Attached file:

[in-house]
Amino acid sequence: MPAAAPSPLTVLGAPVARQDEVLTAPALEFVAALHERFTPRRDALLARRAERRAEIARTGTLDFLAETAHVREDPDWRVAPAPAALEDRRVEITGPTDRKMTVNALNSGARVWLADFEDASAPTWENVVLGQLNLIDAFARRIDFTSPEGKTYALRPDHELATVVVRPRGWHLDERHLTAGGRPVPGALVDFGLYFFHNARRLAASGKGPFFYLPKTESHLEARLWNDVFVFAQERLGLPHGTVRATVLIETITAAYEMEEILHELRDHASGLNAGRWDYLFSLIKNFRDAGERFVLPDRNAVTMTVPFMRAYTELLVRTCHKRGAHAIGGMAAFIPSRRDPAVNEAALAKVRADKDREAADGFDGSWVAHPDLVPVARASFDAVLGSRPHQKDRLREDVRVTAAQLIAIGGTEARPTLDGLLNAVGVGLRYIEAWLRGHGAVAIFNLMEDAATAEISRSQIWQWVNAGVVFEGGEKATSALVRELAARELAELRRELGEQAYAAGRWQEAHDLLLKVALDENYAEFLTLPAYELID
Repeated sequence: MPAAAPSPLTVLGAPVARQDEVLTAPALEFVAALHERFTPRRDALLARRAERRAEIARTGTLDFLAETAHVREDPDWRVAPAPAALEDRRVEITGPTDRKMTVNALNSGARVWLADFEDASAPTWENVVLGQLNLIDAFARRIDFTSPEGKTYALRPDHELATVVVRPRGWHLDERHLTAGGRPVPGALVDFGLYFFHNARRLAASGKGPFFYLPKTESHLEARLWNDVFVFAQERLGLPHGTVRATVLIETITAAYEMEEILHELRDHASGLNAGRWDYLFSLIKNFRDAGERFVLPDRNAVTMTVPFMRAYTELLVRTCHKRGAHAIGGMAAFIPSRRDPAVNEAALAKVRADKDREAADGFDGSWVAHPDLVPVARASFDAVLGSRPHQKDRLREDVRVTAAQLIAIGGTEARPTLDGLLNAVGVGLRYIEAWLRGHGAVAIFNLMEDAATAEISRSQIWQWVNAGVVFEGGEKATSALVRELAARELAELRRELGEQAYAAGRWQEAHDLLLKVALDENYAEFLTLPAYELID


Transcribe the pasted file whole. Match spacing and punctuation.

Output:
[in-house]
Amino acid sequence: MPAAAPSPLTVLGAPVARQDEVLTAPALEFVAALHERFTPRRDALLARRAERRAEIARTGTLDFLAETAHVREDPDWRVAPAPAALEDRRVEITGPTDRKMTVNALNSGARVWLADFEDASAPTWENVVLGQLNLIDAFARRIDFTSPEGKTYALRPDHELATVVVRPRGWHLDERHLTAGGRPVPGALVDFGLYFFHNARRLAASGKGPFFYLPKTESHLEARLWNDVFVFAQERLGLPHGTVRATVLIETITAAYEMEEILHELRDHASGLNAGRWDYLFSLIKNFRDAGERFVLPDRNAVTMTVPFMRAYTELLVRTCHKRGAHAIGGMAAFIPSRRDPAVNEAALAKVRADKDREAADGFDGSWVAHPDLVPVARASFDAVLGSRPHQKDRLREDVRVTAAQLIAIGGTEARPTLDGLLNAVGVGLRYIEAWLRGHGAVAIFNLMEDAATAEISRSQIWQWVNAGVVFEGGEKATSALVRELAARELAELRRELGEQAYAAGRWQEAHDLLLKVALDENYAEFLTLPAYELID
Repeated sequence: MPAAAPSPLTVLGAPVARQDEVLTAPALEFVAALHERFTPRRDALLARRAERRAEIARTGTLDFLAETAHVREDPDWRVAPAPAALEDRRVEITGPTDRKMTVNALNSGARVWLADFEDASAPTWENVVLGQLNLIDAFARRIDFTSPEGKTYALRPDHELATVVVRPRGWHLDERHLTAGGRPVPGALVDFGLYFFHNARRLAASGKGPFFYLPKTESHLEARLWNDVFVFAQERLGLPHGTVRATVLIETITAAYEMEEILHELRDHASGLNAGRWDYLFSLIKNFRDAGERFVLPDRNAVTMTVPFMRAYTELLVRTCHKRGAHAIGGMAAFIPSRRDPAVNEAALAKVRADKDREAADGFDGSWVAHPDLVPVARASFDAVLGSRPHQKDRLREDVRVTAAQLIAIGGTEARPTLDGLLNAVGVGLRYIEAWLRGHGAVAIFNLMEDAATAEISRSQIWQWVNAGVVFEGGEKATSALVRELAARELAELRRELGEQAYAAGRWQEAHDLLLKVALDENYAEFLTLPAYELID